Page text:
Previous interactome studies have shown that AIMP2 acts as a scaffold in the assembly of the MSC to harbor binding sites for other components (Quevillon et al., 1999[Quevillon, S., Robinson, J. C., Berthonneau, E., Siatecka, M. & Mirande, M. (1999). J. Mol. Biol. 285, 183-195.]; Robinson et al., 2000[Robinson, J. C., Kerjan, P. & Mirande, M. (2000). J. Mol. Biol. 304, 983-994.]). KRS (Ofir-Birin et al., 2013[Ofir-Birin, Y., Fang, P., Bennett, S. P., Zhang, H.-M., Wang, J., Rachmin, I., Shapiro, R., Song, J., Dagan, A., Pozo, J., Kim, S., Marshall, A. G., Schimmel, P., Yang, X.-L., Nechushtan, H., Razin, E. & Guo, M. (2013). Mol. Cell, 49, 30-42.]), AIMP1 (Ahn et al., 2003[Ahn, H.-C., Kim, S. & Lee, B.-J. (2003). FEBS Lett. 542, 119-124.]), DRS and EPRSGST described here are all known binding partners of AIMP2 [Fig. 4[link](a)]. Using previously reported information about the interactions among the MSC components, we built a model of the MSC subcomplex based on our DA2E structure. Firstly, heterotetrameric GST domains could be reasonably appended to the DA2E structure by sequentially superimposing structures of EA3 (EPRSGST–AIMP3; PDB entry 5bmu) and A3M (AIMP3–MRSGST; PDB entry 4bvy) (Cho et al., 2015[Cho, H. Y., Maeng, S. J., Cho, H. J., Choi, Y. S., Chung, J. M., Lee, S., Kim, H. K., Kim, J. H., Eom, C.-Y., Kim, Y.-G., Guo, M., Jung, H. S., Kang, B. S. & Kim, S. (2015). J. Biol. Chem. 290, 29313-29328.]), resulting in the DA2EA3M pentameric subcomplex model [Fig. 4[link](b)]. The conformation of the DA2EA3M subcomplex model did not hinder the binding of tRNAAsp, the binding site of which was speculated from the yeast DRS–tRNAAsp complex (Ruff et al., 1991[Ruff, M., Krishnaswamy, S., Boeglin, M., Poterszman, A., Mitschler, A., Podjarny, A., Rees, B., Thierry, J. C. & Moras, D. (1991). Science, 252, 1682-1689.]). For a more comprehensive model of DA2EA3M, canonical domains of ERS, PRS and MRS (ERSCan, PRSCan and MRSCan, respectively) should be placed.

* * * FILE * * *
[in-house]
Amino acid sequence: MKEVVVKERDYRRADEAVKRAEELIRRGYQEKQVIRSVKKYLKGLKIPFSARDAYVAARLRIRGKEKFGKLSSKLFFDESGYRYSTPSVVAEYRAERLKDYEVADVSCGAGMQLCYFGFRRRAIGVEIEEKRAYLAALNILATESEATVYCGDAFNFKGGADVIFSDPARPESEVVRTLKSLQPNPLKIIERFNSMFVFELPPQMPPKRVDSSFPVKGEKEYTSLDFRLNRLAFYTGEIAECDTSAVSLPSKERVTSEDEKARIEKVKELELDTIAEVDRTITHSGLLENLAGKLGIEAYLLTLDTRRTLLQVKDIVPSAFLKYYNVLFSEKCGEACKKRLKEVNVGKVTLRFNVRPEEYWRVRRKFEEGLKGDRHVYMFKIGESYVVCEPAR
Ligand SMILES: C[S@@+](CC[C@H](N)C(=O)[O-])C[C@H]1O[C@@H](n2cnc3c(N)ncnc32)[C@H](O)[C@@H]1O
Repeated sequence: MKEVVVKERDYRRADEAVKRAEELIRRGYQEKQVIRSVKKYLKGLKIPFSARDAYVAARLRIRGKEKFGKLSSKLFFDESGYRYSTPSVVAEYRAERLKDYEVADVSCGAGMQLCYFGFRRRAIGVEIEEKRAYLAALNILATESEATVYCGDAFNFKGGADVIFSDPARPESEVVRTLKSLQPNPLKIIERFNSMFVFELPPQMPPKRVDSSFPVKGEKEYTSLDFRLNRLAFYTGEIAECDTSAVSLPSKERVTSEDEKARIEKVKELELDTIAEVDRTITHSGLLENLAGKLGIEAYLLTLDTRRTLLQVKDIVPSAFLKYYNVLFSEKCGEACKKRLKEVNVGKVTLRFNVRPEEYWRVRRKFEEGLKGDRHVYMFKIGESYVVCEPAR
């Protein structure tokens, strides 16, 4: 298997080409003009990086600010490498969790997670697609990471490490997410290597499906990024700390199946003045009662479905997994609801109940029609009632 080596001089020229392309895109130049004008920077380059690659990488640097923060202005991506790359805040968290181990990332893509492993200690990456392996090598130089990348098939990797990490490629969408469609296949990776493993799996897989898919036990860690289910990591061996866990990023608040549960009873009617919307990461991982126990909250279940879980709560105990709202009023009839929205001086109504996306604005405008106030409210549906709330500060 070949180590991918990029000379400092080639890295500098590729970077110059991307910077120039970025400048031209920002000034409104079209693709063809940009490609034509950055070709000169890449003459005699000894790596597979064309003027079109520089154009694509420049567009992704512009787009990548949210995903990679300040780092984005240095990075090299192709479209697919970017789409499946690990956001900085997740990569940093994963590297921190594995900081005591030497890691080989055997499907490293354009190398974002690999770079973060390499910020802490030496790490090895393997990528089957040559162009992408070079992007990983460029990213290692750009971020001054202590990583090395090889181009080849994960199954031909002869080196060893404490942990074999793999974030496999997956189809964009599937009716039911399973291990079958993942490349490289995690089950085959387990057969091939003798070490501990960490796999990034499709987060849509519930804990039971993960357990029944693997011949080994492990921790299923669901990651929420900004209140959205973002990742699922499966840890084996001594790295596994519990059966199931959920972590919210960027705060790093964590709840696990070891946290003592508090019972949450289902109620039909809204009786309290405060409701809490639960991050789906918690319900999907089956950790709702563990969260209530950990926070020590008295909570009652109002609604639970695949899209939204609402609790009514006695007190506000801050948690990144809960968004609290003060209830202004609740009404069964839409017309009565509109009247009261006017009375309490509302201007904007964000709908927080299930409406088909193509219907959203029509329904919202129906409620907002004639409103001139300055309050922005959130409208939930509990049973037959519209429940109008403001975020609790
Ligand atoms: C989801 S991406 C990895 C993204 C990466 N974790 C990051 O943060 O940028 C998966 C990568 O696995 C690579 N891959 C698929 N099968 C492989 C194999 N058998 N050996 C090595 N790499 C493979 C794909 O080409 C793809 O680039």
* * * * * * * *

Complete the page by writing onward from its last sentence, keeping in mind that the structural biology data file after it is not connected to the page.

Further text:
[Figure 4]
Figure 4